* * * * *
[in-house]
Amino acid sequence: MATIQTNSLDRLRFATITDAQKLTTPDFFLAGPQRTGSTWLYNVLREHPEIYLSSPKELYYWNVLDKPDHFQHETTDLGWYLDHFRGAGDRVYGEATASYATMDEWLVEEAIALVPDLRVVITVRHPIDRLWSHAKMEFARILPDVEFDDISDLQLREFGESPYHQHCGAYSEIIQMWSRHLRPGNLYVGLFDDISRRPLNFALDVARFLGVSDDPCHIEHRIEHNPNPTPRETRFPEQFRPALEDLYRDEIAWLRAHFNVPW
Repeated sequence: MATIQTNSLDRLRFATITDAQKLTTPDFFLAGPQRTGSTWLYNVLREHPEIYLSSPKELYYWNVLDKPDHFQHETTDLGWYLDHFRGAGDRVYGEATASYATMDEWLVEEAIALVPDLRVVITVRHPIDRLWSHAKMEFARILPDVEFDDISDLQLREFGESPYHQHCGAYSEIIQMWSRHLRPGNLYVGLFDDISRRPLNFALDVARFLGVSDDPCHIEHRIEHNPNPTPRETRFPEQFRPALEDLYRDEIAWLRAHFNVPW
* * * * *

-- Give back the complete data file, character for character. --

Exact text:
[in-house]
Amino acid sequence: MATIQTNSLDRLRFATITDAQKLTTPDFFLAGPQRTGSTWLYNVLREHPEIYLSSPKELYYWNVLDKPDHFQHETTDLGWYLDHFRGAGDRVYGEATASYATMDEWLVEEAIALVPDLRVVITVRHPIDRLWSHAKMEFARILPDVEFDDISDLQLREFGESPYHQHCGAYSEIIQMWSRHLRPGNLYVGLFDDISRRPLNFALDVARFLGVSDDPCHIEHRIEHNPNPTPRETRFPEQFRPALEDLYRDEIAWLRAHFNVPW
Repeated sequence: MATIQTNSLDRLRFATITDAQKLTTPDFFLAGPQRTGSTWLYNVLREHPEIYLSSPKELYYWNVLDKPDHFQHETTDLGWYLDHFRGAGDRVYGEATASYATMDEWLVEEAIALVPDLRVVITVRHPIDRLWSHAKMEFARILPDVEFDDISDLQLREFGESPYHQHCGAYSEIIQMWSRHLRPGNLYVGLFDDISRRPLNFALDVARFLGVSDDPCHIEHRIEHNPNPTPRETRFPEQFRPALEDLYRDEIAWLRAHFNVPW